Plants for Dry Conditions


Allocasuarina tortulosa (Forest Oak)

Allocasuarina_torulosa_3  AllocasurinaTorulosa420  220px-Red-tailed_Black_Cockatoo_(Calyptorhynchus_banksii)_on_Casuarina_tree

Form: Tree 10 to 20 metres tall.

Aspect: Full sun/Filtered sun.

Soil/Conditions: Adaptable/Well-drained.

Description:

Medium to large tree in Eucalypt forests.

Corky bark and needle-like “leaves”.

Large woody seed come up to 4cm long.

A food source for the glossy black cockatoo.

Prefers soil with at least some good drainage.

Fast growing and hardy.

Family: Casuarinaceae

Special features:

Good windbreak plant.

Glossy black cockatoo feeding tree.

Male and female flowers on separate plants.

Fallen needles for plant-excluding mulch.

Aboriginal food and tool source.


Aotus lanigera (Woolly Aotus)

Screen shot 2015-05-06 at 7.28.43 AM

Form: Shrub 1-1.5 metre tall & 1 metre wide

Soil: Adaptable

Aspect: Full sun/Filtered Sun

Description:

Sprawling, dense shrub.

Common in moister wallum areas.

Yellow pea flowers cover ends of branches.

Occurs naturally in sandy heath areas.

Family: Fabaceae

Special Features:

Good seaside plant

Similar form to coastal rosemary.

Excellent small coastal garden shrub


Corymbia tesselaris (Moreton Bay Ash)

Corymbia tesselaris Corymbia tesselaris Corymbia tesselaris

Form: Tree to 30 metres tall

Aspect: Full sun

Conditions: Adaptable/ Well-drained

Description:

Open drooping habit.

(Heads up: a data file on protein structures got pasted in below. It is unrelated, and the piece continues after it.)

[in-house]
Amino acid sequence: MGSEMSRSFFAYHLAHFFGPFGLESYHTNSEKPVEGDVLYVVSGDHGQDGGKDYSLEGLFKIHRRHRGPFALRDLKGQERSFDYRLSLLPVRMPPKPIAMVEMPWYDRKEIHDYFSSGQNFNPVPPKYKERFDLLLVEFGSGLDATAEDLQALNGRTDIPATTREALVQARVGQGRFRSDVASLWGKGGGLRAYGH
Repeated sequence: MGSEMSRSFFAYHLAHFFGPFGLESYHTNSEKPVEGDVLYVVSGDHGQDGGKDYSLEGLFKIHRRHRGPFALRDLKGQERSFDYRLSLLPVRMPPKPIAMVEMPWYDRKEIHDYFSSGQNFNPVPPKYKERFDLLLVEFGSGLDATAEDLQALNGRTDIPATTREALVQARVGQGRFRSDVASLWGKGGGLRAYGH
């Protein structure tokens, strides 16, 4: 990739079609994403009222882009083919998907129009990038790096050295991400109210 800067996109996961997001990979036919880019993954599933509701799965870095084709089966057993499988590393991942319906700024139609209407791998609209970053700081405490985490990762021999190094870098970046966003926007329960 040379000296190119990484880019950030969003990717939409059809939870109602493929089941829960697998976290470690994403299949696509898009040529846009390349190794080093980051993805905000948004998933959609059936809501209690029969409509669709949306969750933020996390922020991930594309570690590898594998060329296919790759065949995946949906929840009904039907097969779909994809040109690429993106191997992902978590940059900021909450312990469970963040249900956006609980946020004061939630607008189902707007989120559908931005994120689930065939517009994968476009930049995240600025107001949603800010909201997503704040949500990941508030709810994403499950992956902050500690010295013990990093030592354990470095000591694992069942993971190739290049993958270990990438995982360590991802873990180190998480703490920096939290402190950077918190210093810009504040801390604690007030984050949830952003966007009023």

Deciduous perennial.

Green, pendulous leaves to 18 cm.

White flowers to 15 mm in Summer.

Light brown woody capsules to 11 mm. 

Family: MYRTACEAE

Special Features:

Attracts birds, especially Lorikeets.

Single white trunk with grey bark at base.

Branches widely at height.

Salt spray tolerant


Dodonaea triquetra (Forest Hop Bush)

Form: Open shrub to 3m tall

Aspect: Full sun

Conditions: Stony clay or sandy soils, amongst boulders

Description:

Tiny flowers winter to spring.

Papery 3-wing fruit to 15mm

Can be green pink or purple 

Male and female separate plants

Family: SAPINDACEAE


Eucalyptus racemosa (Scribbly Gum)

scr_gum leaf  scr-gum tree

scr_gum_bark

Form: Tree 15-20m on deep sandy soil.

Aspect: Full Sun / Semi-Shade

Soil/Conditions: Coastal lowlands

Description:  

Leaves alternate,  drooping blue-green, 19cm x 1.5cm. Not to be confused with Eucalyptus haemastoma, with broader and shorter leaves. 

White flowers form between August and September.

Life expectancy > 100 years.

Family: Myrtaceae

Natural Habitat:

Usually on coastal lowlands, but sometimes inland and at higher altitudes.

Special Features:

Bark white, but marked with the “scribbles” of insect larvae

Attracts fauna when in flower for its nectar production. Foliage is browsed by Koalas, however not as readily as E. haemastoma. Very old trees can develop hollow logs which are utilised by a wide range of Australian fauna. Isolated plantings may fail to attract the characteristic Scribbly Gum Moth.


Pultenaea villosa (Hairy Bush Pea)

pultenaea-villosa-dig-7005-sm

Form: Shrub 1 t0 1.5 metres tall

Aspect: Full sun

Soil / Conditions: Adaptable

Description: Rounded Shrub

Flowering in Autumn and Spring

Yellow and orange pea flowers.

Prune of a more compact or smaller plant.Family: Fabaceae

Family: Fabaceae

Special Features:  

Bird attracting

Flowers produce nectar which is bush tucker.

Fantastic small coastal garden shrub.

Suited to a well-drained sunny position.